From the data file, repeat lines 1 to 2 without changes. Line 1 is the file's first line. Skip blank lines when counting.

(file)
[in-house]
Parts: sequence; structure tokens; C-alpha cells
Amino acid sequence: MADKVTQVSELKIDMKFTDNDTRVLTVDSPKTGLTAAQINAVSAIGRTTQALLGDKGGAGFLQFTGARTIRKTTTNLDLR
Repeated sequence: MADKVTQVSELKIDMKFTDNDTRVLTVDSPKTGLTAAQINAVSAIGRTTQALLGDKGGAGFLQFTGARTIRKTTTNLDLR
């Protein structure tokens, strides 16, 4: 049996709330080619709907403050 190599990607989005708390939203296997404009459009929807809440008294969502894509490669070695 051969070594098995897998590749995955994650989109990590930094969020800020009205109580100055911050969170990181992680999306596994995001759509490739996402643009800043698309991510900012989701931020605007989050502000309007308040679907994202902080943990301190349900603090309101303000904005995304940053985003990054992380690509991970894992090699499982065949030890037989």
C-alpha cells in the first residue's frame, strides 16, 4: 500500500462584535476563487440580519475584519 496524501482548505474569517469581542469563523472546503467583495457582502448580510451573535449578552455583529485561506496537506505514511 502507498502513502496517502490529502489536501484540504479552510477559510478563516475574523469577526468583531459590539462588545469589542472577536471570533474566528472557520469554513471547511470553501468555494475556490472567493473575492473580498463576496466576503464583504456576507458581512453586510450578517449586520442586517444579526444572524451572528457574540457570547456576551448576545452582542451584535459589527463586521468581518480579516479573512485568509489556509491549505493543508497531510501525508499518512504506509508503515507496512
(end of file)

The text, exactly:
[in-house]
Parts: sequence; structure tokens; C-alpha cells